Specifically, the president is convinced that the Democratic National Committee and his enemies in the U.S. government — the people he sometimes calls the “deep state” — framed Russia as the nation that hacked the DNC in 2016. The world knows this because Trump privately asked Ukrainian President Volodymyr Zelensky to find a supposedly missing computer server that Trump’s fellow conspiracists believe will prove Russia’s innocence — and because his senior aides have been dispatched all over the world to recruit America’s allies to aid an “investigation” of the supposedly malicious origins of the U.S. government’s probe into Russian interference in the 2016 election.
The idea of a secret deep state that outlasts presidential administrations and operates by its own hidden directives predates the Trump administration. Liberals once promulgated the narrative to explain how President Barack Obama failed to achieve all the change he had promised. And like many conspiracy theories, the deep state thesis incorporates some partial truths. It’s true that the U.S. government is a massive institution, populated by some two million civilian employees who serve across administrations of both parties. Many of those civil servants even share similar broad values — patriotism and civic responsibility, for example.
Where Trump and his fellow conspiracy theorists go wrong, though, is in assuming that all those people can be pulling in the same partisan direction, united by a single (and secret) common purpose.
Like their fellow Americans, government employees have a wide range of political beliefs. There’s no doubt that many of them preferred Hillary Clinton to Donald Trump in the last presidential election. But many of the U.S. government’s actions during the 2016 campaign ― including FBI Director James Comey’s press conference accusing Clinton of being “extremely careless” in her handling of classified information and his election-eve letter announcing the FBI had reopened its investigation into her emails ― hurt the Clinton campaign and boosted Trump’s.
So did the hack of the DNC’s emails. Independent experts, investigative reporters and the entire U.S. intelligence community have all determined that Russia was responsible for that crime.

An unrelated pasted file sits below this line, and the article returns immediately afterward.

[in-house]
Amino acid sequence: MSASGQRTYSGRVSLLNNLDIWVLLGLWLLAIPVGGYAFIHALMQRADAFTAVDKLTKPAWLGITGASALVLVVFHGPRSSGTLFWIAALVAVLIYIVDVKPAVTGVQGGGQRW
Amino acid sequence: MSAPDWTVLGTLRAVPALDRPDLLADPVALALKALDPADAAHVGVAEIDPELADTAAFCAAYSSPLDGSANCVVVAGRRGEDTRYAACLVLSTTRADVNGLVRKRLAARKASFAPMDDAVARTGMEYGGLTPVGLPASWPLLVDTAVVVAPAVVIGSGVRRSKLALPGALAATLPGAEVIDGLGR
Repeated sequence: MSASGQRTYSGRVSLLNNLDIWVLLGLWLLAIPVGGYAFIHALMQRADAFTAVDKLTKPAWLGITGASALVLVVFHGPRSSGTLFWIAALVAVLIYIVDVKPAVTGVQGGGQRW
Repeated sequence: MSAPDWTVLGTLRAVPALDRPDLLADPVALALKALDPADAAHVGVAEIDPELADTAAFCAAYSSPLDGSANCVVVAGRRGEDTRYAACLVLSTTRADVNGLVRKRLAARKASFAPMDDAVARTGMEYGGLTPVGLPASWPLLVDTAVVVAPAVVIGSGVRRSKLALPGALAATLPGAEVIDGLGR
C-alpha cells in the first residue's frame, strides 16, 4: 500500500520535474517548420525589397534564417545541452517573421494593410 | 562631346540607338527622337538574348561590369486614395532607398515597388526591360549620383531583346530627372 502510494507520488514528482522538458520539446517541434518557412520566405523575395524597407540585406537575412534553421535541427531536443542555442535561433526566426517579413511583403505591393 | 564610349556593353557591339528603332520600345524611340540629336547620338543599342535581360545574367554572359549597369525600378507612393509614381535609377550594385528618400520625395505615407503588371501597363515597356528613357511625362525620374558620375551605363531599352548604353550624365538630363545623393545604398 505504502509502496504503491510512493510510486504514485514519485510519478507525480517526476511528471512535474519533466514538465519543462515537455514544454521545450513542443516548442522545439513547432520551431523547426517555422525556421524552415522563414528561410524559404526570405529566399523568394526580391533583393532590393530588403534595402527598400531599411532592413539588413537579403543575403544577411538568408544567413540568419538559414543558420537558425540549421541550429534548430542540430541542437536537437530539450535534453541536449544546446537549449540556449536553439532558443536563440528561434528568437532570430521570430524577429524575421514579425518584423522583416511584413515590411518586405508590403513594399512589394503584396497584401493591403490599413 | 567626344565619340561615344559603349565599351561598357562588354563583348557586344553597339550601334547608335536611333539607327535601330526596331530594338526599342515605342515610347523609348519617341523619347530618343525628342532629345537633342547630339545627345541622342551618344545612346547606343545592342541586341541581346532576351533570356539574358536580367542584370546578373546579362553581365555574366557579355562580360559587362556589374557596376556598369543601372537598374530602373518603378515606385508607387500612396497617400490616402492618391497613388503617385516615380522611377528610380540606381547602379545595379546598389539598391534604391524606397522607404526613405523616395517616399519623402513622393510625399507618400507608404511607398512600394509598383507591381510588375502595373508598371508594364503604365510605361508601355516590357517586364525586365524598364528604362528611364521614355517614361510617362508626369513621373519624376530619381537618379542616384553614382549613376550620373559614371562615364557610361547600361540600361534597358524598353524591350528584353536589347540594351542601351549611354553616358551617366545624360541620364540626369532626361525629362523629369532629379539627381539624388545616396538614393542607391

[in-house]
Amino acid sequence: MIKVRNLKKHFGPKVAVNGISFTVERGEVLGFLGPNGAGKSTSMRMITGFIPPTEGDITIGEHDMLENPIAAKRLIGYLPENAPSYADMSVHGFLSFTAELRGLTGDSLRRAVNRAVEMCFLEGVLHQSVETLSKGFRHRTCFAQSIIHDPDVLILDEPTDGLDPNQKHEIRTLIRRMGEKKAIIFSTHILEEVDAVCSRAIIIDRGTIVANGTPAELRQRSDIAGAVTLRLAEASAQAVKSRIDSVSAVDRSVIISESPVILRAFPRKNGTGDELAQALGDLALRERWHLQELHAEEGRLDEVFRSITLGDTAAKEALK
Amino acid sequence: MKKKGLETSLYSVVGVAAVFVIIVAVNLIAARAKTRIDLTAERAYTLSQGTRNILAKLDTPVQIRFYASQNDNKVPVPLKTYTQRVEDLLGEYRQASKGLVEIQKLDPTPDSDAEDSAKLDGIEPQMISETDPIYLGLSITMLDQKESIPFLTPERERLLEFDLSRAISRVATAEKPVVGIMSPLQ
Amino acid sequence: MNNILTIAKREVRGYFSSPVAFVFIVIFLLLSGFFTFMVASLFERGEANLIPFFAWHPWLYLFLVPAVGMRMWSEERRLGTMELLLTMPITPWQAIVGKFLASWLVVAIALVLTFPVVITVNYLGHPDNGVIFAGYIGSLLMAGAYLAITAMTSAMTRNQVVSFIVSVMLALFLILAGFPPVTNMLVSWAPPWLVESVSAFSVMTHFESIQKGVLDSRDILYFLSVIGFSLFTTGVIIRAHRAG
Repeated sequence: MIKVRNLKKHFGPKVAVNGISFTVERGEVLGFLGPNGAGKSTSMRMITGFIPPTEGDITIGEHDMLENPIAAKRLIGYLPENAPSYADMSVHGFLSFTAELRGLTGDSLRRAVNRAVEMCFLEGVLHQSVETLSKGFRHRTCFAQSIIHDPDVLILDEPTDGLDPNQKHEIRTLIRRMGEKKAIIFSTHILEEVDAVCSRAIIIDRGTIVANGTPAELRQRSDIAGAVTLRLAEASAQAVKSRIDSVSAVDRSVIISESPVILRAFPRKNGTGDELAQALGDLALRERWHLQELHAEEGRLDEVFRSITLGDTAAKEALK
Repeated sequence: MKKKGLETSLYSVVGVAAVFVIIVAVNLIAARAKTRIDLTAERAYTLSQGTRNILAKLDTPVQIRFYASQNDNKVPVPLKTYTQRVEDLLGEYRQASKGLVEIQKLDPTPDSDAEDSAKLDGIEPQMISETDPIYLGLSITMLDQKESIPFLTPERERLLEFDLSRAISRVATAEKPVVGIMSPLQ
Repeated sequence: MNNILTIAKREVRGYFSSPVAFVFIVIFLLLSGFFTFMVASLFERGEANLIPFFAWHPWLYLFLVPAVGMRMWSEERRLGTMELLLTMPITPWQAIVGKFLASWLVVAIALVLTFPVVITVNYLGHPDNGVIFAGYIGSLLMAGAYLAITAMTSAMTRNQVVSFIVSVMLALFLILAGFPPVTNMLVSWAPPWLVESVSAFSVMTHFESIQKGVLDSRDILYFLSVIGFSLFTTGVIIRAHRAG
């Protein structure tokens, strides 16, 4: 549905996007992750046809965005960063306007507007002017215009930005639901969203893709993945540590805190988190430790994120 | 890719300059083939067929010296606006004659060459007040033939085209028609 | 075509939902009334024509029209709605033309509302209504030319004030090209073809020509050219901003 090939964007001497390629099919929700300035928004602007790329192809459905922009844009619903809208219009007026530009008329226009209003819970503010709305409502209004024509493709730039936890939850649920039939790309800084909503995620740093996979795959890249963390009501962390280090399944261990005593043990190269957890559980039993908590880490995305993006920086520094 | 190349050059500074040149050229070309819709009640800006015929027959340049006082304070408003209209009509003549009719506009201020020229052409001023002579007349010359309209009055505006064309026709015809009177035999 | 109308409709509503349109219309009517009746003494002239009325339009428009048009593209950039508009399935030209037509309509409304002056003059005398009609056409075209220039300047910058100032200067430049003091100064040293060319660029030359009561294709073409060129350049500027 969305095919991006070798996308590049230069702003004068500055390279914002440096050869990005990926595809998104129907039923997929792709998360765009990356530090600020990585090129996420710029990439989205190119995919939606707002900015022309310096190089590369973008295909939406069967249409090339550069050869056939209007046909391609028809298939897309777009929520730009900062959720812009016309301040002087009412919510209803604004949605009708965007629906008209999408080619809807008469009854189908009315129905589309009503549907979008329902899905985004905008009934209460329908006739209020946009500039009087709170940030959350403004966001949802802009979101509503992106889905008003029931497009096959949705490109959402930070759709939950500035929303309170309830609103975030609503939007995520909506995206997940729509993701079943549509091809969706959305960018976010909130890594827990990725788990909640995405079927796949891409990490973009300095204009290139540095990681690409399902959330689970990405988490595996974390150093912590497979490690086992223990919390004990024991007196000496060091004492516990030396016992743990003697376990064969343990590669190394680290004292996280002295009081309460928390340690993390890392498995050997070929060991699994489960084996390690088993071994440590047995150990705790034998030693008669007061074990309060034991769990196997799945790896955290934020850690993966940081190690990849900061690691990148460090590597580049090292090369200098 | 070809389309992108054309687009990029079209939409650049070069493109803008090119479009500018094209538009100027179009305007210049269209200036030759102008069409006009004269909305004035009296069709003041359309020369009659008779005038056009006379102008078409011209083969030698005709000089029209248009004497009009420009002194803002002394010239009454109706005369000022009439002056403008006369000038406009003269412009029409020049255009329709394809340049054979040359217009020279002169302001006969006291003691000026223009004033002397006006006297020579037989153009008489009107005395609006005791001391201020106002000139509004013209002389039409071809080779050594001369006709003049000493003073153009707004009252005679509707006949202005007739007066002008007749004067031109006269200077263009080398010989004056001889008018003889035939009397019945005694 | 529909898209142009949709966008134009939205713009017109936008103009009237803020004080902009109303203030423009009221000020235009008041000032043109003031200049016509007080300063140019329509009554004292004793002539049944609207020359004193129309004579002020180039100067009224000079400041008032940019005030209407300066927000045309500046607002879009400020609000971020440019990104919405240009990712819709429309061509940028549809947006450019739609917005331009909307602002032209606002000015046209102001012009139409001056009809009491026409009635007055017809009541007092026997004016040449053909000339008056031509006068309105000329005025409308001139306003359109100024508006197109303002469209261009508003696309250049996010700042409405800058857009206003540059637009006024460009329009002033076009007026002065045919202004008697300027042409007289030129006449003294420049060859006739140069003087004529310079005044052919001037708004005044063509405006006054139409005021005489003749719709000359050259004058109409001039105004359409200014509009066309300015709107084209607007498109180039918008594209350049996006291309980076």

But Trump and his supporters have been working on an alternative theory: that the FBI’s secret, nonpublic investigation of Trump campaign associates with connections to Russia during the 2016 campaign somehow hurt his electoral prospects. The fervent belief in that “alternative fact” is what led Trump to ask Zelensky to find that supposedly missing server that sympathetic conspiracy theorists contend will demonstrate that Russia isn’t to blame — and show that the “deep state” really is out to get the president.
It doesn’t make sense, of course. “I don’t know who needs to hear this (AGAIN),” Tim Miller, a Trump foe who was the communications director for Jeb Bush’s presidential campaign, tweeted on Monday, “but [the] idea that US intel was engaged in a global conspiracy to defeat Donald Trump does not really square with the fact that their only public involvement in the campaign was a press conference knifing Hillary in the closing weeks.”
Even though the conspiracy theory “has no validity,” it “sticks in [Trump’s] mind” because “he hears it over and over again” from his bagman and personal lawyer, former New York City Mayor Rudy Giuliani, said Trump’s former top homeland security adviser Tom Bossert, speaking to ABC News’ George Stephanopoulos on Sunday.
It’s easy to see why Trump might want to believe this. If true, which it’s not, this conspiracy theory would mean that Trump is the victim of a loathsome and wide-ranging conspiracy. It would mean that, rather than having won the election while benefiting from Russian aid, he won the election in spite of an illegal and corrupt effort to bring him down.
“The Deep State is the big story of our time.”
The idea that elements of the government are working in concert to block the president’s agenda is an attractive one — so attractive, in fact, that it was once popular on the left. The roots of the deep state narrative in American political discourse lie not in Trump’s election, but in the partisan polarization that engulfed Obama’s presidency after the 2010 midterm election. It was former GOP congressional aide Mike Lofgren who, in a widely cited 2014 essay on BillMoyers.com, popularized the term “the deep state” to refer to “another, more shadowy, more indefinable government” that “operates according to its own compass heading regardless of who is formally in power.”
By that point, Lofgren was already a conservative apostate, having written a viral 2011 Truthout.org essay denouncing the takeover of the GOP by the tea party, which he characterized as an “apocalyptic cult” “full of lunatics” who espoused an anti-science, anti-intellectual line.
Like all grand narratives, Lofgren’s deep state treatise was wildly ambitious. He condemned congressional Republicans who desired to “render the executive branch powerless” and block Obama’s domestic agenda with their incessant filibustering and stonewalling. But in the wake of National Security Agency whistleblower Edward Snowden’s revelations, he also railed against a deep state that mired the country in endless wars and widening government surveillance, along with a financial elite who stymied real economic reforms.
“The Deep State does not consist of the entire government,” Lofgren wrote. “It is a hybrid of national security and law enforcement agencies: the Department of Defense, the Department of State, the Department of Homeland Security, the Central Intelligence Agency and the Justice Department. I also include the Department of the Treasury because of its jurisdiction over financial flows, its enforcement of international sanctions and its organic symbiosis with Wall Street.”